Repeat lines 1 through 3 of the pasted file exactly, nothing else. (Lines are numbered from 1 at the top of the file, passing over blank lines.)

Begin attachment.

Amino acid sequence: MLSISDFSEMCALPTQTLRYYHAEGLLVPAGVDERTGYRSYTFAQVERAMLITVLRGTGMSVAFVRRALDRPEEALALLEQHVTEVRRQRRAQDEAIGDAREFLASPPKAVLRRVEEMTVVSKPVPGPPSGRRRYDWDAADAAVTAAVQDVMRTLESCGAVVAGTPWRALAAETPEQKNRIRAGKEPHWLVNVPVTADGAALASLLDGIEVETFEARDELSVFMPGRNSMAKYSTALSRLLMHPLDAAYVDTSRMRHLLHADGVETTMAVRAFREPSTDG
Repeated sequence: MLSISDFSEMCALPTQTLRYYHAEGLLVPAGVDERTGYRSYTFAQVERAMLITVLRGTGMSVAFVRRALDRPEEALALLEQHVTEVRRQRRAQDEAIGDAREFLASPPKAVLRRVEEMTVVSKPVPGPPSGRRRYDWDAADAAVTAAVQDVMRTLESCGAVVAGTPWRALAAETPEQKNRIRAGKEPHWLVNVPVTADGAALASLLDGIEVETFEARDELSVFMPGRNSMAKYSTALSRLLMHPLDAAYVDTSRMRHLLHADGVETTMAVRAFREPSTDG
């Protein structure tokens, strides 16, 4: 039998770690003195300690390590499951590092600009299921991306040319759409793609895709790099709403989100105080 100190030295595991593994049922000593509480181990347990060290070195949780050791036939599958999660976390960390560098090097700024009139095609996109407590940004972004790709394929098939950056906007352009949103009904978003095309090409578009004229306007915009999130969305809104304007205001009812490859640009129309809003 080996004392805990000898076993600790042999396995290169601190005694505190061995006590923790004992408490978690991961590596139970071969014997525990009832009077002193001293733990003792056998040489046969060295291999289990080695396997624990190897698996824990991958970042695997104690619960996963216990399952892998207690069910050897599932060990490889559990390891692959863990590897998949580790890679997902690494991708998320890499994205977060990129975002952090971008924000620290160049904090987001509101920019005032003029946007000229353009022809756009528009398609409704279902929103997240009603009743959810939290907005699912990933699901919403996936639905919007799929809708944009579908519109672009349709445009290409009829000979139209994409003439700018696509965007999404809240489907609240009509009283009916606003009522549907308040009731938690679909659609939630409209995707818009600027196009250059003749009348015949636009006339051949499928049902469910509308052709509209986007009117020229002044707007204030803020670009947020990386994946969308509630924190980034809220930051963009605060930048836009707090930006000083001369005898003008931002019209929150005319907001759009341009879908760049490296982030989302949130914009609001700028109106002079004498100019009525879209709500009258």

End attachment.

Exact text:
Amino acid sequence: MLSISDFSEMCALPTQTLRYYHAEGLLVPAGVDERTGYRSYTFAQVERAMLITVLRGTGMSVAFVRRALDRPEEALALLEQHVTEVRRQRRAQDEAIGDAREFLASPPKAVLRRVEEMTVVSKPVPGPPSGRRRYDWDAADAAVTAAVQDVMRTLESCGAVVAGTPWRALAAETPEQKNRIRAGKEPHWLVNVPVTADGAALASLLDGIEVETFEARDELSVFMPGRNSMAKYSTALSRLLMHPLDAAYVDTSRMRHLLHADGVETTMAVRAFREPSTDG
Repeated sequence: MLSISDFSEMCALPTQTLRYYHAEGLLVPAGVDERTGYRSYTFAQVERAMLITVLRGTGMSVAFVRRALDRPEEALALLEQHVTEVRRQRRAQDEAIGDAREFLASPPKAVLRRVEEMTVVSKPVPGPPSGRRRYDWDAADAAVTAAVQDVMRTLESCGAVVAGTPWRALAAETPEQKNRIRAGKEPHWLVNVPVTADGAALASLLDGIEVETFEARDELSVFMPGRNSMAKYSTALSRLLMHPLDAAYVDTSRMRHLLHADGVETTMAVRAFREPSTDG
């Protein structure tokens, strides 16, 4: 039998770690003195300690390590499951590092600009299921991306040319759409793609895709790099709403989100105080 100190030295595991593994049922000593509480181990347990060290070195949780050791036939599958999660976390960390560098090097700024009139095609996109407590940004972004790709394929098939950056906007352009949103009904978003095309090409578009004229306007915009999130969305809104304007205001009812490859640009129309809003 080996004392805990000898076993600790042999396995290169601190005694505190061995006590923790004992408490978690991961590596139970071969014997525990009832009077002193001293733990003792056998040489046969060295291999289990080695396997624990190897698996824990991958970042695997104690619960996963216990399952892998207690069910050897599932060990490889559990390891692959863990590897998949580790890679997902690494991708998320890499994205977060990129975002952090971008924000620290160049904090987001509101920019005032003029946007000229353009022809756009528009398609409704279902929103997240009603009743959810939290907005699912990933699901919403996936639905919007799929809708944009579908519109672009349709445009290409009829000979139209994409003439700018696509965007999404809240489907609240009509009283009916606003009522549907308040009731938690679909659609939630409209995707818009600027196009250059003749009348015949636009006339051949499928049902469910509308052709509209986007009117020229002044707007204030803020670009947020990386994946969308509630924190980034809220930051963009605060930048836009707090930006000083001369005898003008931002019209929150005319907001759009341009879908760049490296982030989302949130914009609001700028109106002079004498100019009525879209709500009258």